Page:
Muscular Christianity brought together piety and physical health and popularized the notion of spiritual value in sports. Physicians and ministers alike began to promote the concept of health through physical activity. Universities began to hire medical doctors to promote health among students, and organizations such as the YMCA were founded to promote spiritual and physical fitness, glorifying God by taking care of the body.
Following this surge of thought, basketball was created by James Naismith to help build Christian character and to support activity at the newly founded YMCA. The same is true of volleyball, invented by William Morgan. Amos Alonzo Stagg, a Yale University divinity student credited with many innovations in football equipment and coaching, also promoted the concept of muscular Christianity and helped to link Christianity to collegiate football. 
Evangelist D.L. Moody preached about muscular Christianity while Olympic champion Eric Liddell and early 20th century evangelist Billy Sunday used recognition of their sports achievement as evangelistic platforms. The movement coincided with the promotion of physical education in the secular arena creating a powerful common ground for American society in the 20th century.
The influence of muscular Christianity thought is still evident today. According to Christine Thomasos, many athletes—think Tim Tebow—“exemplify muscular Christianity through sharing their faith with their fans.” 
Sports in the Bible
Numerous sports-related allusions, analogies, and metaphors are found in Scripture (see the short list in the sidebar). Do these references provide guidance for Christians seeking to honor God in their lives?
While the presence of sports metaphors and analogies within inspired Scripture is not tantamount to God’s approval, the fact that these references exist in the Spirit-breathed text is significant and leads to several logical conclusions:
First, references to ancient sports and athletics confirm the historicity of God’s word. It is clear that sports were an important part of ancient life. References to sports take their place alongside other analogies and metaphors drawn from agriculture and warfare.
Second, the use of sports analogies in Scripture supports the conclusion that biblical authors and readers had a certain level of familiarity with sports.
Third, if sports existed in the ancient world but were not mentioned in the Bible, we might infer that the authors disdained such activities or deliberately chose not to communicate by using sports analogies.
Fourth, sports analogies and metaphors are not presented in a negative light. It is clear that the reward for completing the temporal, physical race is vastly inferior to the heavenly reward for completing the spiritual race; and that the stakes are eternal as we wrestle against spiritual wickedness or strive to keep under our body and bring it into submission. However, the race and wrestling match were both considered appropriate tools for making the point.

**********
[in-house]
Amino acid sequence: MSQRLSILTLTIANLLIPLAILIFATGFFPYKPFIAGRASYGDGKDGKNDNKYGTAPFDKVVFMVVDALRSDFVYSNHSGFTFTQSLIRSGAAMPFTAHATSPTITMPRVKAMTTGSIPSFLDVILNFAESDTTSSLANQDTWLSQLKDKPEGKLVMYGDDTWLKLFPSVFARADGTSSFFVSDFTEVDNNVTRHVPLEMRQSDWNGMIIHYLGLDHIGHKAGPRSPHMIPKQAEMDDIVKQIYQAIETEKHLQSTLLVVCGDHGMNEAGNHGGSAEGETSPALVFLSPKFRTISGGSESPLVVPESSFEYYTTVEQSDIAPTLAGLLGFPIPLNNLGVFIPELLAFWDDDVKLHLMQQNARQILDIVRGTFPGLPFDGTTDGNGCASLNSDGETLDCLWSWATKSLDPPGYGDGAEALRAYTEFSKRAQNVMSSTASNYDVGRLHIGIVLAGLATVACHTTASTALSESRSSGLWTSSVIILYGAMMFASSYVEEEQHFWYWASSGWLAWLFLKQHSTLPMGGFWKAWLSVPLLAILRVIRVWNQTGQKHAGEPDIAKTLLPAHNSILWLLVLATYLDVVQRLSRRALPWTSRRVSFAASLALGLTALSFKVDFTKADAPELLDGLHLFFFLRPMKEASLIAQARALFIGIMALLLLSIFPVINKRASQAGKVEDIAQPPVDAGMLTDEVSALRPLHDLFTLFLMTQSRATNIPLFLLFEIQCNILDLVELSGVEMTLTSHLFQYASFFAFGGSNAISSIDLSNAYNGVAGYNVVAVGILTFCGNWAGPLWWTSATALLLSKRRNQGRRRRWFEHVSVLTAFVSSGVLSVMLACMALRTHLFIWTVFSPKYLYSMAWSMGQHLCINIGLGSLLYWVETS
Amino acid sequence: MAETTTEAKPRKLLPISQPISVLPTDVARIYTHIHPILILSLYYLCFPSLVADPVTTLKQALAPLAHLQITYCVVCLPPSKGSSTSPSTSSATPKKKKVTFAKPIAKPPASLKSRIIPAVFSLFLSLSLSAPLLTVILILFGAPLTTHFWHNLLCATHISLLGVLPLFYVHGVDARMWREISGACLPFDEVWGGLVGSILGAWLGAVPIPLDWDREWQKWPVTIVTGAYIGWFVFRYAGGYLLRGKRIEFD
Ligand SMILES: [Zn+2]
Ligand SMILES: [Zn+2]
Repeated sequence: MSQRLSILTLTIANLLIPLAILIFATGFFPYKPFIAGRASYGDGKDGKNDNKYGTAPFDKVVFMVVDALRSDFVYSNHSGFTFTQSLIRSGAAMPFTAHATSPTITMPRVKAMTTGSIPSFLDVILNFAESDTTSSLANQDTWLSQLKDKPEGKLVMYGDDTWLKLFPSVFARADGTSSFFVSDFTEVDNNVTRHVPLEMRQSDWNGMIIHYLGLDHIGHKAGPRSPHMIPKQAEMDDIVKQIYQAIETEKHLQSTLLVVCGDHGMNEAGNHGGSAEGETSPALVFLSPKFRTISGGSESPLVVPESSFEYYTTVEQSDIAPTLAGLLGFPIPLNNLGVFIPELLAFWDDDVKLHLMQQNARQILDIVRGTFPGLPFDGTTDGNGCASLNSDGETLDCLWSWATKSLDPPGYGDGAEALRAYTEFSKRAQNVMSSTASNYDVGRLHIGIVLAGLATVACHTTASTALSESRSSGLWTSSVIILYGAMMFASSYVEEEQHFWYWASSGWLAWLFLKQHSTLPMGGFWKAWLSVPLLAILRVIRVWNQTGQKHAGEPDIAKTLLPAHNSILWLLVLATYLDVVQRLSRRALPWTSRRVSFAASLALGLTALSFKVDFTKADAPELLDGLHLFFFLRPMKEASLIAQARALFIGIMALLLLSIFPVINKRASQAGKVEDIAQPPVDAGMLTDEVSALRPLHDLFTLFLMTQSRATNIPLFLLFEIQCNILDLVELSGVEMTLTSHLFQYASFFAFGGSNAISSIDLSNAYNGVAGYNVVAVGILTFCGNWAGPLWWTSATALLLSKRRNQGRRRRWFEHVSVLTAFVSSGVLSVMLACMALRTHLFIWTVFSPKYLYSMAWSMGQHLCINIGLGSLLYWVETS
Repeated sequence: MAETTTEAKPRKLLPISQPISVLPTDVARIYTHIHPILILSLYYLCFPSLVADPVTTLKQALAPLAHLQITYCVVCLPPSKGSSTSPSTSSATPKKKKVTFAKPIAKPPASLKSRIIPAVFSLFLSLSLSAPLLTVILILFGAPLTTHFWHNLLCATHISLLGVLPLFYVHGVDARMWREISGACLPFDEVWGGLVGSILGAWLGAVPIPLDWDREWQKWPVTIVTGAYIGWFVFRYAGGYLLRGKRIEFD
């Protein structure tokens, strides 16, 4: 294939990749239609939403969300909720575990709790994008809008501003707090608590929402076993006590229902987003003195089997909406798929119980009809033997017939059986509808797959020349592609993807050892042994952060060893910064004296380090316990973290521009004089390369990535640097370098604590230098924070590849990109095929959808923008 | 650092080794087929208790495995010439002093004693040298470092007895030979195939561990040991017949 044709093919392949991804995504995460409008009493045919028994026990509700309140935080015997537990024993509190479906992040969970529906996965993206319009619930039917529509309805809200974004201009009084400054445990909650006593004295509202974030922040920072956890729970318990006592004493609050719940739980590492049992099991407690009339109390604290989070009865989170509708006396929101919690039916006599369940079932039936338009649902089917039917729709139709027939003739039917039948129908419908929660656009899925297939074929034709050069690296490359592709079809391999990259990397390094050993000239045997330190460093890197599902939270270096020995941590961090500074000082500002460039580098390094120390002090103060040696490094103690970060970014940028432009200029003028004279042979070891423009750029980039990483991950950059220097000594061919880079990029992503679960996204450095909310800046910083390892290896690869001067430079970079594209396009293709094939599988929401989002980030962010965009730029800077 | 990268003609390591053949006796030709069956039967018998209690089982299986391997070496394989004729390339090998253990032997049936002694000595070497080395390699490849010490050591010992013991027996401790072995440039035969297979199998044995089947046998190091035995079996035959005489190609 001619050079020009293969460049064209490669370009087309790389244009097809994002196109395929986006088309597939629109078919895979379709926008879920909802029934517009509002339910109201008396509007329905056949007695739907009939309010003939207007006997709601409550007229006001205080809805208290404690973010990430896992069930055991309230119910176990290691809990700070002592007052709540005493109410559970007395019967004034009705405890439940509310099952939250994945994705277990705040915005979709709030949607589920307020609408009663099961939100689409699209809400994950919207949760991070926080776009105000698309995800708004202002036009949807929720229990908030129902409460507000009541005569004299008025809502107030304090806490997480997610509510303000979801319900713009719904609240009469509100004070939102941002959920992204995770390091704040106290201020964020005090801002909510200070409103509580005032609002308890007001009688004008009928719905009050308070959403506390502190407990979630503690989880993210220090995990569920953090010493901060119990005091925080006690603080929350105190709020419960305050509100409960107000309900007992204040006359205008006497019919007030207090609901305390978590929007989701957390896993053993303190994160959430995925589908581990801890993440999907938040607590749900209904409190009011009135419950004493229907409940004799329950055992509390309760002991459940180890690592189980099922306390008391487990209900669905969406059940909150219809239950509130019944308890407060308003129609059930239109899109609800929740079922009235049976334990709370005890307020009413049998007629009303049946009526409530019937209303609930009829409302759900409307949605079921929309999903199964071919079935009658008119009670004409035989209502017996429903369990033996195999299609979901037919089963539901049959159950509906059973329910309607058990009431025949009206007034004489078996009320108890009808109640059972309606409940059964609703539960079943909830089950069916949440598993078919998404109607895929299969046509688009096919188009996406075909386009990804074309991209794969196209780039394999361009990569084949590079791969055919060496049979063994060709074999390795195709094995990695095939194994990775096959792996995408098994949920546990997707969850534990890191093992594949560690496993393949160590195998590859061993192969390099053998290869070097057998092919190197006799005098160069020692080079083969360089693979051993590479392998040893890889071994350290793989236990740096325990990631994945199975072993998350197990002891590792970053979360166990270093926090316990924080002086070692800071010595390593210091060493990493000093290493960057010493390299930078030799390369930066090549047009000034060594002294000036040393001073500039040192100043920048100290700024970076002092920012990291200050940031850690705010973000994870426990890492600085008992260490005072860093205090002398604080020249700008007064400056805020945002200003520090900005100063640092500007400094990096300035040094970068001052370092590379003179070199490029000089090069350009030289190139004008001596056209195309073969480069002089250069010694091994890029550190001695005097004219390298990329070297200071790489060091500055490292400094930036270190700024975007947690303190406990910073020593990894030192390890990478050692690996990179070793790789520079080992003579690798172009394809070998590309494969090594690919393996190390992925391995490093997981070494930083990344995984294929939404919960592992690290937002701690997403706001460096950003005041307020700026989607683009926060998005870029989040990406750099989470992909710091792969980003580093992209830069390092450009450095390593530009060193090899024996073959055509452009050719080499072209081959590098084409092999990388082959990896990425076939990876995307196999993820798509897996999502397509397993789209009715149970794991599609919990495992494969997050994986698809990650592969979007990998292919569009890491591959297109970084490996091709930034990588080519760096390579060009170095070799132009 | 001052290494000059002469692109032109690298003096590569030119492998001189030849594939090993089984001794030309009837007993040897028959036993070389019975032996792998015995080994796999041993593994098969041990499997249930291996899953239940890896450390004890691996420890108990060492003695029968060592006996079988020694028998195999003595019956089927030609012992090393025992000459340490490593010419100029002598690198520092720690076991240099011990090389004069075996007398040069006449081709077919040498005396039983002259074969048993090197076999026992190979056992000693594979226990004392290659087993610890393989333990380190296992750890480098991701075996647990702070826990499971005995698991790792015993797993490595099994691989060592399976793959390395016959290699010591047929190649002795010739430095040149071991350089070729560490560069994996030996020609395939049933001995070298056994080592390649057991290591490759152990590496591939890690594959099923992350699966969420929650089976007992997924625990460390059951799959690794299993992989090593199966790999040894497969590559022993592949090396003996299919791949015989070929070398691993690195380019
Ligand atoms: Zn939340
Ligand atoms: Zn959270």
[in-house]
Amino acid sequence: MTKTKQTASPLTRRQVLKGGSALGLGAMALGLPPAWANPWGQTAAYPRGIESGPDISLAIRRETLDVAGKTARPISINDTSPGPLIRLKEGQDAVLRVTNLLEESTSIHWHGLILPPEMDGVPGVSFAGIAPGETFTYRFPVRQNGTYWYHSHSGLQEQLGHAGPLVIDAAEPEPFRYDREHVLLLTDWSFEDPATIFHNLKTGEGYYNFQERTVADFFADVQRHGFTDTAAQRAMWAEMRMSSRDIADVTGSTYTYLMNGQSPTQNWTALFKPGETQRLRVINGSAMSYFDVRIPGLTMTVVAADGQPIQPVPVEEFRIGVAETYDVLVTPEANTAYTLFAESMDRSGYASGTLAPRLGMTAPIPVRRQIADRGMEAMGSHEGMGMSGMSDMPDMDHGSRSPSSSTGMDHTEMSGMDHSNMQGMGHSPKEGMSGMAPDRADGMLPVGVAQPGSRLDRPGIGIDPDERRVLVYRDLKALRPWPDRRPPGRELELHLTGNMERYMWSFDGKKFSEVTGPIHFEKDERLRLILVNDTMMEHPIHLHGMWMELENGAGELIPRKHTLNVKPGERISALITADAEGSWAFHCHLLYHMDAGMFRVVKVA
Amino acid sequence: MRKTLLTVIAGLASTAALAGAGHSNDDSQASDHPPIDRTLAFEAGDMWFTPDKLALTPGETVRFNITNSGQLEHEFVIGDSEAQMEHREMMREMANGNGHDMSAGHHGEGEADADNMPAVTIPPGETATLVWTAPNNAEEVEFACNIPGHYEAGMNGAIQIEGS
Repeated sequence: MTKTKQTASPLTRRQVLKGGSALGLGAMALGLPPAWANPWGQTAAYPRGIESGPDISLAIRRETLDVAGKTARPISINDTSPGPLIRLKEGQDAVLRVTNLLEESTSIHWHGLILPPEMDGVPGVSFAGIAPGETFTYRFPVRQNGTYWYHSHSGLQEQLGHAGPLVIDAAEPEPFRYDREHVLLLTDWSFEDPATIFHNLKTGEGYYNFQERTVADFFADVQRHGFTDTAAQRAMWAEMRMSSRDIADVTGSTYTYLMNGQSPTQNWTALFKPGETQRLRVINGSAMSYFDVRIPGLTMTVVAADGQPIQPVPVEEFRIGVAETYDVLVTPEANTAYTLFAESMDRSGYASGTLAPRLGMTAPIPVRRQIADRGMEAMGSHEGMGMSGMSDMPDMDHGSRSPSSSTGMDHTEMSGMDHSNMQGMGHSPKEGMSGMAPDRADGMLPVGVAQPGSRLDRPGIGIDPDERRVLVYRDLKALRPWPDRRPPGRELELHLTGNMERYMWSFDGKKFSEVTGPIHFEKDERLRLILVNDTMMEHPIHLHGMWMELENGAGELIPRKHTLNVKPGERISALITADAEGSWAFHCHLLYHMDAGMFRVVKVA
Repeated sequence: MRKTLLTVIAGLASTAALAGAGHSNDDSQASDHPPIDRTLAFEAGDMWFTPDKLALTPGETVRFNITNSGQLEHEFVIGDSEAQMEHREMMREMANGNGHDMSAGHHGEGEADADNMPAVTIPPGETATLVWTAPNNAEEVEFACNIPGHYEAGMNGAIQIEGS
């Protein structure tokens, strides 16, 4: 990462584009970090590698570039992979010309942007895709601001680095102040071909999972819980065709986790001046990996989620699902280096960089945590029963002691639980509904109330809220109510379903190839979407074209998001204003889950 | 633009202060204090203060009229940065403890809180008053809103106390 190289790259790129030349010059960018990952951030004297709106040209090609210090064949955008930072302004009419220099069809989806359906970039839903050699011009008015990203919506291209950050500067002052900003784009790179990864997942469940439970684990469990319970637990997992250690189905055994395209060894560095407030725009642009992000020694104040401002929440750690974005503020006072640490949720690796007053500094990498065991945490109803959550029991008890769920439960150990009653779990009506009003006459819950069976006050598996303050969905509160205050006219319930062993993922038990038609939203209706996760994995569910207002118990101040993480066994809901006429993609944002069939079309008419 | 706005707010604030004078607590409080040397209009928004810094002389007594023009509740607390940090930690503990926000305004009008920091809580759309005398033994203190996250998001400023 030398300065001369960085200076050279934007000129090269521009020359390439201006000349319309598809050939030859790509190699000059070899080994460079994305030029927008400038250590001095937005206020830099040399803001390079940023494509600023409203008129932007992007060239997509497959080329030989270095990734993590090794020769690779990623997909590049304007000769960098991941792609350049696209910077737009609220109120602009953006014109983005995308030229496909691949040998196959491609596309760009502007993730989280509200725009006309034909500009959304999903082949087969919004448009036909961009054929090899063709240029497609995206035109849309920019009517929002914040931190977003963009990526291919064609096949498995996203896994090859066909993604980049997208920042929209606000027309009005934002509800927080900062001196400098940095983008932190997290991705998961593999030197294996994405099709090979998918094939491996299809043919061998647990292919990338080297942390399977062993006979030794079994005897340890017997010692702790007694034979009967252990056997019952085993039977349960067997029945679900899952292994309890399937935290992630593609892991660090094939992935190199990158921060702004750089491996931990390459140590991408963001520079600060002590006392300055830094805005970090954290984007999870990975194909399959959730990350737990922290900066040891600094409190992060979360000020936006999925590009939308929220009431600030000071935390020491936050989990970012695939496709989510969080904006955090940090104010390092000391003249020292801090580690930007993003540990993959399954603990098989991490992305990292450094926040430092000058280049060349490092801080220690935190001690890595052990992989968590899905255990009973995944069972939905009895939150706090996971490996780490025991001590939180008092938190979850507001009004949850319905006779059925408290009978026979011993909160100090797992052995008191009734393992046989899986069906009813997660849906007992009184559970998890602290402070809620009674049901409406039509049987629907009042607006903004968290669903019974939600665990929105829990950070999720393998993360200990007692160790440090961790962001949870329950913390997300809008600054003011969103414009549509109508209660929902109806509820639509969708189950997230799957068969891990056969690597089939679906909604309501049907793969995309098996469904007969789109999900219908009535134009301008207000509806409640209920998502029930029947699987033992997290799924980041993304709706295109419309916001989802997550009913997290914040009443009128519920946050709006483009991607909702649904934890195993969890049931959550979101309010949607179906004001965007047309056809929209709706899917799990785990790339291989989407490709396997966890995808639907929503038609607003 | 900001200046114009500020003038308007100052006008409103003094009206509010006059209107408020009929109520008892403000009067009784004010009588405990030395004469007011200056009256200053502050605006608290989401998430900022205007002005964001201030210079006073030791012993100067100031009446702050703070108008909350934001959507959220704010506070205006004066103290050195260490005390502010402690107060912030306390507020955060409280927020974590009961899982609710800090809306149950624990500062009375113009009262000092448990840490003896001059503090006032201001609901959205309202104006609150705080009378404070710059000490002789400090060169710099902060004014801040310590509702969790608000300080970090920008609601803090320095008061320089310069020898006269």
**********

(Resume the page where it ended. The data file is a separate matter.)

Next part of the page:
Fifth, these references typically treat values of sports and competition such as striving to win through discipline, hardship, and diligence in a positive light. “Laying aside weights,” “pressing toward the mark for the prize,” “striving lawfully,” “fighting the good fight,” “finishing the course,” “striving for mastery,” “temperance,” and “running with patience” are all analogies clearly built on values of sport. Most Christians would agree that these values are desirable.
Make the Right Call
Scripture provides no specific command to participate in sports and no explicit prohibition against participation in sports. Based on the facts that the Apostle Paul did acknowledge “a little” value to bodily exercise and that sports analogies were not avoided in the Scripture, it is reasonable to conclude that sports are not all bad.
By themselves, however, these conclusions do not provide adequate guidance to achieve a Christian view of sport. In Part Three of “American Idol: The Christian and Sports,” we will examine scriptural principles Christians must use in governing their participation in and promotion of sports.
About the Writer: Greg Ketteman is provost of Welch College. Learn more about the college: www.welch.edu.
1 Woods, Ronald B. 2007. Social Issues in Sport. Human Kinetics, Champaign, IL.
2 Ibrahim, Hilmi. 1975. Sport and Society: An Introduction to Sociology of Sport. Hwong Publishing Co., Inc. Long Beach, CA.
3 (Woods, Yiannakis, and Melnick, Mary Jane Dunlap (March 13, 2012) Kansas University.
4 Thomasos, Christine. October 20, 2011. “Tim Tebow Brings in a New Wave of Christian Athleticism:” http://www.christianpost.com/news/tim-tebow-brings-in-a-new-wave-of-christian-athleticism-58871
A Short List of Sports Metaphors in the Bible
Hebrews 12:1: Wherefore, seeing we are compassed about with so great a cloud of witnesses, let us lay aside every weight, and the sin which doth so easily beset us, and let us run with patience the race that is set before us.
1 Corinthians 9:24-27: Know ye not that they which run in a race run all, but one receiveth the prize? So run, that ye may obtain…
Wrestling: Genesis 30:8; 32:24; 32:25; Ephesians 6:12
Running/Racing: Psalms 19:5; Ecclesiastes 9:11; Hebrews 12:1; Philippians 2:16; Galatians 2:2; Galatians 5:7; 2 Timothy 4:7; 1 Corinthians 9:24-25; Philippians 3:14
Training: 1 Timothy 4:8; 2 Timothy 2:5; 1 Corinthians 9:26
Boxing/Fighting: 2 Timothy 4:7; 1 Corinthians 9:27; 1 Corinthians 15:32